Following my article on What Does It Mean to Park a Domain Name? Domain Name Parking Explained, I received a few queries from visitors on how they can associate their newly acquired domain name with their website. The visitors haven't actually designed any website yet, but they have already signed up with a web host and are ready to "transfer" (their term, not mine) their domain there. This article describes how you can point that new domain name to your website.
Since the people asking this question have already bought their own domain name, I will proceed on that assumption. If this is not true for you, please read the article How to Register Your Own Domain Name to find out how you can go about getting your own domain.
A web host is basically a company that has specially configured computers that are permanently connected to the Internet. They allow you to place your website on their system (usually because you are paying them a monthly fee to let you do this) so that it can be viewed by others on the Internet.
If you don't have a web host, you'll need to sign up for one before you can point your domain anywhere. For this article to be relevant, your web host must allow you to use your own domain name for your site, which is the case for all commercial web hosts (as far as I know). Those wondering which web host I use myself may read my Which Web Host Do You Recommend? page.
The first thing you'll need to do is to find out the list of name servers used by your web host.
"Name servers", or "DNS servers", loosely speaking, are the things that will translate
your domain name to the actual location of your website. A little example will make this clear. Let's say you type a
domain like "thesitewizard.com" into your web browser. In order to display the website associated with thesitewizard.com,
the browser needs to know the real address of the site. Appearances to the contrary, the Internet does not actually use
names for addresses, but series of numbers, like
127.0.0.1, called IP addresses. Name servers translate
the domain name you and I use to the actual numeric IP address used by the machines on the Internet.
When you sign up with a commercial web host, they will configure their name servers so that it will furnish your website's real IP address when there is a query for your domain name. As such, in order for your domain to be found on the Internet, you must link your domain to your web host's name servers.
(There's a bit more to this than that, but I'm sure you're not here for a long boring technical lecture on how things operate on the Internet. Suffice it to say, in order for your domain name to resolve, a lot of different name servers are involved, including your Internet provider's name servers, your registrar's name servers, your web host's name servers, etc. Don't worry. Much of it is automatic. All you need to do to make it all work is given below.)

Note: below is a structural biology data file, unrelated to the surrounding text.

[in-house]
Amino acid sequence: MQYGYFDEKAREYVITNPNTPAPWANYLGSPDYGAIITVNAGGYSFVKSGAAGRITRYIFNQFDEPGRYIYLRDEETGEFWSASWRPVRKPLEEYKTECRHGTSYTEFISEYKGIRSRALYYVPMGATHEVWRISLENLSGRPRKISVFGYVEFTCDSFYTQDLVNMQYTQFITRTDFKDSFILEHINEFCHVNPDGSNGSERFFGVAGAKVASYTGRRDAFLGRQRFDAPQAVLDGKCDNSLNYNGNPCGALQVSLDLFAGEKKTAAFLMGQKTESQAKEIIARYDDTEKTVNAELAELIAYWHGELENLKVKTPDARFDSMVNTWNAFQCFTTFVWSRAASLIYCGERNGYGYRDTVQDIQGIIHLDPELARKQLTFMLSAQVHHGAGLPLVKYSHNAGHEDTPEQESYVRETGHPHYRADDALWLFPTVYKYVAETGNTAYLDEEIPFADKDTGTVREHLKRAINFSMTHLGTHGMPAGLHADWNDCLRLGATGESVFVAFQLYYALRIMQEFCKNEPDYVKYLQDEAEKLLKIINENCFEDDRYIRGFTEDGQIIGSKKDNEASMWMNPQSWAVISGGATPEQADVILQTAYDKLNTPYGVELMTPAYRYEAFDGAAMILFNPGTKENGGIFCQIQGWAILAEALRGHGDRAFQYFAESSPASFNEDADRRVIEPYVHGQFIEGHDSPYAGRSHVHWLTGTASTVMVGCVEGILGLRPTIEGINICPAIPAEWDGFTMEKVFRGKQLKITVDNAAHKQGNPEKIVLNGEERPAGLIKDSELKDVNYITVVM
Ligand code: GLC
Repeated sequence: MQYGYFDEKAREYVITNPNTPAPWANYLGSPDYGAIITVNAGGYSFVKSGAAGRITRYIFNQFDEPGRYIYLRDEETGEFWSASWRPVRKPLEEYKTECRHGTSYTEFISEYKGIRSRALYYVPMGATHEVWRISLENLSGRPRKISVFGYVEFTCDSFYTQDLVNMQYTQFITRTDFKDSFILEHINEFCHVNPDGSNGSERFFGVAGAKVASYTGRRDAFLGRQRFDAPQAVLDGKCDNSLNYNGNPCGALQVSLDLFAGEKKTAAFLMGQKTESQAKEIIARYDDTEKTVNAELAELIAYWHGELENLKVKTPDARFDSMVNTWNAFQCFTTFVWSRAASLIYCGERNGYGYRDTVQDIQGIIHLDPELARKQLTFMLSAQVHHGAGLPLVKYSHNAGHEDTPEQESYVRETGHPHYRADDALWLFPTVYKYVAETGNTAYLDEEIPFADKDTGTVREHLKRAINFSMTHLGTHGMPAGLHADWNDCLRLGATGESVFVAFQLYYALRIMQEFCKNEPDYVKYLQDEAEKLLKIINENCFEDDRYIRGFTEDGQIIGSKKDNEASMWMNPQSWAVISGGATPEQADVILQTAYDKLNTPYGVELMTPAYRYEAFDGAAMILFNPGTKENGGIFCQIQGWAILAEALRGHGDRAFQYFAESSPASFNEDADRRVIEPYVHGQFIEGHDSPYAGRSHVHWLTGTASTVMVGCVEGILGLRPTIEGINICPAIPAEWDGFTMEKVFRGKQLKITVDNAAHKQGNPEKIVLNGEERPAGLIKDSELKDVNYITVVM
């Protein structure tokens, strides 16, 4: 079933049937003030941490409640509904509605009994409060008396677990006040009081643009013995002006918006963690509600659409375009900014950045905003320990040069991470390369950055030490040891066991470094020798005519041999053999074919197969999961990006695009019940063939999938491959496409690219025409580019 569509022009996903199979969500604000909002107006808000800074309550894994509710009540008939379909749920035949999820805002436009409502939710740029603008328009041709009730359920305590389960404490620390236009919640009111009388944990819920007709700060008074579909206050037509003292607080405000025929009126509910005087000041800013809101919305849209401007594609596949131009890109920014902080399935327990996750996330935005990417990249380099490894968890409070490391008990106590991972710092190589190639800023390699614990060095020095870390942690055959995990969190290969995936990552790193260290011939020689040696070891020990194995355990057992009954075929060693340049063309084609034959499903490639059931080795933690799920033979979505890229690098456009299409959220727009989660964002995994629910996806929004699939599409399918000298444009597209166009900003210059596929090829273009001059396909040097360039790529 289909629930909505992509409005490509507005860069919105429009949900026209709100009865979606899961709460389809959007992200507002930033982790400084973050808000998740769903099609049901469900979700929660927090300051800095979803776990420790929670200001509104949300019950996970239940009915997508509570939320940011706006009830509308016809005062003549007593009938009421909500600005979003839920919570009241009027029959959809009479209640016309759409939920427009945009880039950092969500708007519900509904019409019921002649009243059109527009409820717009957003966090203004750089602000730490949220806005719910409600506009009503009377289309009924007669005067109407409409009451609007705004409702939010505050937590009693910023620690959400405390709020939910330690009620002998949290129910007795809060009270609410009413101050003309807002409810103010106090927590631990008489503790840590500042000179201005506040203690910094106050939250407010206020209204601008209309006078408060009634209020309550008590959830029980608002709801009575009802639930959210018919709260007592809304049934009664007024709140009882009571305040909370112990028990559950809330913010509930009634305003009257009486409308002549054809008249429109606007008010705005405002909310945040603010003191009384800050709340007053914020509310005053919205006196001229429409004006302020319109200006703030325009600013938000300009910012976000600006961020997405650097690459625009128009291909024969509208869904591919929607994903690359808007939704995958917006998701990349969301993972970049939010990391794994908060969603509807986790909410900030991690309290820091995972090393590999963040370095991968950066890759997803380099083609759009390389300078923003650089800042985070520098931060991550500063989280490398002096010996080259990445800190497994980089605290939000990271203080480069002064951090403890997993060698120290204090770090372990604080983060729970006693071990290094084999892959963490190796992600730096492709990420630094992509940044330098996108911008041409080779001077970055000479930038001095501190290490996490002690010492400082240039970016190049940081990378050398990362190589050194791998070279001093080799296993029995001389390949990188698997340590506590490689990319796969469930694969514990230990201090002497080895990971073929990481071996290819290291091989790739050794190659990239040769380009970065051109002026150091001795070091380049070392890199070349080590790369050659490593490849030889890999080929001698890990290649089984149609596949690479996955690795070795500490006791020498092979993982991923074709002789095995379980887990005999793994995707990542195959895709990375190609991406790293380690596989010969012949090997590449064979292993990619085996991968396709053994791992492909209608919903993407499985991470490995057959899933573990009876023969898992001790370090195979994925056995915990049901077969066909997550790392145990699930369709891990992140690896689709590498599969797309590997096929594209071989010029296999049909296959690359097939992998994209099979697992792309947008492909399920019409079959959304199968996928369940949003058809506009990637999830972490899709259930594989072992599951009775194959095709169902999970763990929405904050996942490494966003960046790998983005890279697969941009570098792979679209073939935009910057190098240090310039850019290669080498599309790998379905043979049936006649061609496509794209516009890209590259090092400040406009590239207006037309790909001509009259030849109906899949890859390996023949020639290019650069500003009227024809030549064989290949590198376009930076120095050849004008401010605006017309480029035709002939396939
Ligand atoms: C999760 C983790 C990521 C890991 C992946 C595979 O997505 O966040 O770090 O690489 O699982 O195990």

The easiest (though not necessarily fastest) way to find out the name servers used by your web host for your domain is to ask them. A faster way is to look for the information yourself in either the email sent to you by your host when you first signed up with them, or from the documentation on your web host's site. If you have no idea where to get the information, contact your web host and ask them for the "DNS servers" or "name servers" to use for your domain.
The list of name servers will often look like
ns2.example.com, and so on, where
example.com" will probably be replaced by some other domain name used by your web host for their servers.
Your web host may give you 2 or more name server addresses. Note down all these names. Better still, keep the email or web page containing these names open on your computer so that you can cut and paste them later. You'll need to enter these names, exactly as given, into your registrar's system.
Once you have the list of name servers, go to your domain name registrar and log into their system. You will obviously need the login name and password that you created when you first registered your domain.
Once logged in, you will need to look for some option to either set your domain's name servers or change them. Every registrar has a different way of doing this, and there is no standard method, so it's not possible for me to give you a detailed blow-by-blow account of how to get to the appropriate screen. (Even if I did, my description will quickly become out-of-date since registrars, like all webmasters, change their site design every now and then.) What I'll do instead is give you some idea of what to look for.